1960’s

The sixties didn’t disappoint us in any way. The time brought us stuff to take pleasure in, music to enjoy and swimming goggles.

Individual swimmers began to create their own pair of goggles using cups and elastics. But in spite of the emerging and overflowing ideas, manufacturers were becoming sentient of a breach in the market.

Advertisements come into sight for plastic swimming goggles in Swimming World Magazine in 1968. These early pairs of assembled swim goggles were sold as equipment for swimmers like training boots. Not to mention the availability in one size, these goggles were prohibited in competition proper, making the consumers’ demand crawled back to the bottom. Definitely in that time, the need was there, it was just the one size fits all product didn’t fully met the requirements.

Subsequently, in 1969, Tony Godfrey started fabricating the transfigured goggle design and named the product “Godfrey Goggle”. After several attempts on different types of plastic, Godfrey settled on polycarbonate material. Light in weight, slender, highly resilient and shatter resistant are the top qualities that made the polycarbonate seal the deal. Just like any other promising products, the Godfrey Goggles didn’t instantly made it on top, however, the idea are purportedly copied by numerous goggles companies up until now.

1970’s

At the1972 Commonwealth Games, Scotland’s David Wilkie becomes the very first competitive swimmer who wore a cap and a swimming goggle, garnering silver award in the 200m breaststroke category.

Since then, goggles became a standard swimming gear wherein incremental goggle features were developed with improvements to hydrodynamics, such as anti-fog, streamlining and UV protection.

In mid 70’s, Malmsten Swedish Goggles are launched to public with the same ideas as what the Godfrey Goggles had.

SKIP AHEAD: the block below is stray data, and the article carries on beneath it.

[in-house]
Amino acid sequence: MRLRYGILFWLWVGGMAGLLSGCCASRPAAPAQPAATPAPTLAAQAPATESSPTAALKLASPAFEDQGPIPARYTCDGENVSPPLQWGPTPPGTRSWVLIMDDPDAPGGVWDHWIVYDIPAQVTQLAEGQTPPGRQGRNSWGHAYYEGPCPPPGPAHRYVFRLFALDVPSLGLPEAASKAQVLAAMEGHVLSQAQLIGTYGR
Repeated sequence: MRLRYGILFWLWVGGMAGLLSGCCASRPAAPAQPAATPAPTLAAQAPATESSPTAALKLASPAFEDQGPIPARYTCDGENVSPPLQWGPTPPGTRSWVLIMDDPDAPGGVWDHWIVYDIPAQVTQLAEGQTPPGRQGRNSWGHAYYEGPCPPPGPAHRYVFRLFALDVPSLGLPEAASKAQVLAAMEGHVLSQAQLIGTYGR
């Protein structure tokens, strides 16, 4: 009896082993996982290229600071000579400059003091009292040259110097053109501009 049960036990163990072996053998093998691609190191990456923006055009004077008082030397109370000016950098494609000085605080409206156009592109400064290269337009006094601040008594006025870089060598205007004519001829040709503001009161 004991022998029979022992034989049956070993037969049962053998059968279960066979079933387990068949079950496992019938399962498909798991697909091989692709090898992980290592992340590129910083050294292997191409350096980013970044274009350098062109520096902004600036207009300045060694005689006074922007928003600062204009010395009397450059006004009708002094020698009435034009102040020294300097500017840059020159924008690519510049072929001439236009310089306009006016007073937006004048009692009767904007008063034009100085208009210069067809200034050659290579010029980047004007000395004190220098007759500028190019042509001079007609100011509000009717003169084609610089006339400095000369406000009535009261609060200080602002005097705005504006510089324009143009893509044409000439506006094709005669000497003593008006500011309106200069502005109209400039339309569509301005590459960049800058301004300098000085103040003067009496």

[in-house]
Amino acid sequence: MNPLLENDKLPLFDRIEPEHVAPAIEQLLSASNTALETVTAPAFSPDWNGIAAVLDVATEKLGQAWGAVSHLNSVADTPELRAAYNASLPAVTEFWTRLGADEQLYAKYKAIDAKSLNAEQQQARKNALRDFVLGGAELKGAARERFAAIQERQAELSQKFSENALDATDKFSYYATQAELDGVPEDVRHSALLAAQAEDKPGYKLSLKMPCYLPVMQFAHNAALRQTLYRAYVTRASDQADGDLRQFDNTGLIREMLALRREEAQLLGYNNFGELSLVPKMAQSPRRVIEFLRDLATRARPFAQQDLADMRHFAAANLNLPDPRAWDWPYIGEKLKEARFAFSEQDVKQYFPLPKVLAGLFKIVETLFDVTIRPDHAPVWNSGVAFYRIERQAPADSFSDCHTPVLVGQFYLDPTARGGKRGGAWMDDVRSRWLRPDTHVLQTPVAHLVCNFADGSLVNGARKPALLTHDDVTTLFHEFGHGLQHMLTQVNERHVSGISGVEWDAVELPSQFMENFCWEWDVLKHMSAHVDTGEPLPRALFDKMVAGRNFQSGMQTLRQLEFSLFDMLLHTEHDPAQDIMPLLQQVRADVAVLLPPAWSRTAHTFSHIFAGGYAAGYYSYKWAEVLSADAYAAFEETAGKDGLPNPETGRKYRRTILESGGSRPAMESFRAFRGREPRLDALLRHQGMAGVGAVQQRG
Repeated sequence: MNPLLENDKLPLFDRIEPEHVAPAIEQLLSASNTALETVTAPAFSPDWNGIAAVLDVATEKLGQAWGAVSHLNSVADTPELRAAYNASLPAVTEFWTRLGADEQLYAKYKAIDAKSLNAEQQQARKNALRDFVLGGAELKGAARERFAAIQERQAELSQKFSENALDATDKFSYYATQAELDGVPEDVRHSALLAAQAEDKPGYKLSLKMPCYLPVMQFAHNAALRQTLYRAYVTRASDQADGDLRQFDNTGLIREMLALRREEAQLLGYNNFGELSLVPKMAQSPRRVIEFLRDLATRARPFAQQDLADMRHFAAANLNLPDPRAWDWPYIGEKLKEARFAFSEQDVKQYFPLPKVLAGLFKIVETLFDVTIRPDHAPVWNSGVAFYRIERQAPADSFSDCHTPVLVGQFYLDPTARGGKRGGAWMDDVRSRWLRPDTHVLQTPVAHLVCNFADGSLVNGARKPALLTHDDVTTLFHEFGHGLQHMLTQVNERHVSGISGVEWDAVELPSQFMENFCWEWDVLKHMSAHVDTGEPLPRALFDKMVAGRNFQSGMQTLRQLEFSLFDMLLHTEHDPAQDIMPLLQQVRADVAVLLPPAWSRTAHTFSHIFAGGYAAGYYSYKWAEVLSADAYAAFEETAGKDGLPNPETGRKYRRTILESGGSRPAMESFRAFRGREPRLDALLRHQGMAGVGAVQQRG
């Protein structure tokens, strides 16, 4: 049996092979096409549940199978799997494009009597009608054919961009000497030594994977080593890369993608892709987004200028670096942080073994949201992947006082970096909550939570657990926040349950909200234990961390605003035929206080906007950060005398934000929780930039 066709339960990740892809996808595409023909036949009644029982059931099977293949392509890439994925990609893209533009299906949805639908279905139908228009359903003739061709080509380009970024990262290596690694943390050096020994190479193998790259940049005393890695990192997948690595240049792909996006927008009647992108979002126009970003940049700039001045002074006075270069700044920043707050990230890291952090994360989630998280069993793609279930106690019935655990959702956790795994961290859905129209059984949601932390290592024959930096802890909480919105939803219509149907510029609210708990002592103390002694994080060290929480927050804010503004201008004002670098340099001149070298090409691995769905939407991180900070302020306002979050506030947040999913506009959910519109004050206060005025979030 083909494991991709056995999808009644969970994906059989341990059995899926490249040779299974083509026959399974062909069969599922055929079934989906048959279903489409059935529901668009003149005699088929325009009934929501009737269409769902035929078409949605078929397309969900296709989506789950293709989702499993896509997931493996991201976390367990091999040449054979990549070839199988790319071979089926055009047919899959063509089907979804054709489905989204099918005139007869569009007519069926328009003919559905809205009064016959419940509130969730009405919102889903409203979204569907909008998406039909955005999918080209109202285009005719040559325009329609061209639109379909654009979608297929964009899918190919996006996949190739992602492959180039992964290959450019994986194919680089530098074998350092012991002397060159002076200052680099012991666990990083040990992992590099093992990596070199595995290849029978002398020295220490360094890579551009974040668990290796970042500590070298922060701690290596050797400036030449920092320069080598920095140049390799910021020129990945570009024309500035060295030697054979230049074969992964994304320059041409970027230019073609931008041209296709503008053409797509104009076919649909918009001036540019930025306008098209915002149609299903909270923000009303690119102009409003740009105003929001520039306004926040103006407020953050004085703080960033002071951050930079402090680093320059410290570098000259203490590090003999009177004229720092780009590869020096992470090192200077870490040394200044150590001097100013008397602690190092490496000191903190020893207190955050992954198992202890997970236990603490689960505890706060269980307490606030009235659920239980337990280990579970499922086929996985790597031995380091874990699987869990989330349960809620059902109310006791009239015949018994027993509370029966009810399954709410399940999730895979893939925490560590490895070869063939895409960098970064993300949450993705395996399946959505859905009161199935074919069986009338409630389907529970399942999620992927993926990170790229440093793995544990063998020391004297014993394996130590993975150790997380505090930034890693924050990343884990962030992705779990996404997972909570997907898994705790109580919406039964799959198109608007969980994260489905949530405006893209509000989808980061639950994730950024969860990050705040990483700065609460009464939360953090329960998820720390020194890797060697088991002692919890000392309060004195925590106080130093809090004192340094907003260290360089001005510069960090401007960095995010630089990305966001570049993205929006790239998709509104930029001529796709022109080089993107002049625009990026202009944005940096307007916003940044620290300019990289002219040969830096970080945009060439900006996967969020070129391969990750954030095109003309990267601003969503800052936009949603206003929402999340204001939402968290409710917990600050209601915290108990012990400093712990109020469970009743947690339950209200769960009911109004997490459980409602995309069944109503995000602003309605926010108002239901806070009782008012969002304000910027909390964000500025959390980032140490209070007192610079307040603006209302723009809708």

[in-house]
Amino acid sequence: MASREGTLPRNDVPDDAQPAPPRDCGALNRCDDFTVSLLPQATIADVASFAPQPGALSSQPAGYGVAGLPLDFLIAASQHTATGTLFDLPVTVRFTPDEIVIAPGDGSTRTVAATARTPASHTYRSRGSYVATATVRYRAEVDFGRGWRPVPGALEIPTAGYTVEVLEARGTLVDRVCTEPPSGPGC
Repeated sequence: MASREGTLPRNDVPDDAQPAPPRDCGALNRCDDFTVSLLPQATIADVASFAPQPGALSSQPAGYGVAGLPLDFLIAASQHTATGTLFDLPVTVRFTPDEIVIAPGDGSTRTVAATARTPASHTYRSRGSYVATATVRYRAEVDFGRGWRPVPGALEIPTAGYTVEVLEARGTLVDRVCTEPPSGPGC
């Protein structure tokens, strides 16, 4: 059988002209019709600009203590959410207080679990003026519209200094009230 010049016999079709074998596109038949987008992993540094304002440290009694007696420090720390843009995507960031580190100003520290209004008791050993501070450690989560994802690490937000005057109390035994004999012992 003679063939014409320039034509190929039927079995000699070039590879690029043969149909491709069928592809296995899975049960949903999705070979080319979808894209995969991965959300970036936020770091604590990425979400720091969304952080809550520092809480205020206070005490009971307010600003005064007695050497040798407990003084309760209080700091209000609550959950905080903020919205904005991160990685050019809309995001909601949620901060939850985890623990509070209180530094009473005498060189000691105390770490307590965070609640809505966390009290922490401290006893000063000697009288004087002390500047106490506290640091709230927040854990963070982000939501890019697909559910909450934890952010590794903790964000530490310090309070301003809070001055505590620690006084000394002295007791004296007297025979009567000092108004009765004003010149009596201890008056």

In the present day and beyond…

Goggles design are quite overwhelming, from the materials used and the science behind every design types. Commencing from tortoise shells, plastics and hard woods to various selection of shapes, tints, styles and uses.

In the past 40 years, goggles’ evolution and dawdling fame is relatively remarkable. From being funny looking diving mask to being a swimmer’s prerequisite. Without doubt, those goggles’ improvements still aren’t sufficient for some. With the surfacing technology that the world has in the present, let’s wait for another modernly goggle transformation. Before then, you can just grab some most popular swimming goggles available in the market today.

4 Simple Demo Tools Perfect for Science Teachers

Some students say science classes are “boring.” But, I don’t believe that. Based on my experience, learning science is just so awesome. However, there is one reason behind that. An exciting science class all comes down to one person – the teacher.

 

The Key to a Fun Science Class

The answer is pretty simple: activities. Teaching science can lead to information overload among students. It is such a technical subject. So, it must be taught with patience. When we say “activities,” it can refer to group works and field trips. Most importantly, part of these activities is teachers making demos to spice up science lessons. Demonstrations can fully explain what is being discussed.

Fun Demo Tools

Educational Innovations, Inc. is so popular when it comes to products for modern teaching methods. A lot of their demo products for science classes are bestsellers. Here are some of their bestselling science demo products:

Polymers: Large Gro-Beast Alligator

From the length of 3 inches, this product grows up to 1 ft. long after placing it in water. Water-absorbing polymers make this possible. In 24 hours, you can already notice the alligator growing. For a week, the difference is huge compared to the first time you bought the product.

Educational Innovations, Inc.

 

The Science Behind It

Gro-Beast Alligator can explain the properties and differences of hydrophilic and hydrophobic materials. While this product is hydrophilic, Magic Sand is an example of a substance that is hydrophobic. It never gets wet because it resists water.

Lesson Suggestions

You can give the students blank worksheets to work on while monitoring the alligator’s growth everyday. The worksheet must have a table with columns for Day, Date, Length and Mass. The students can observe the growth for 12 days. They should measure how long and heavy the alligator is every single day.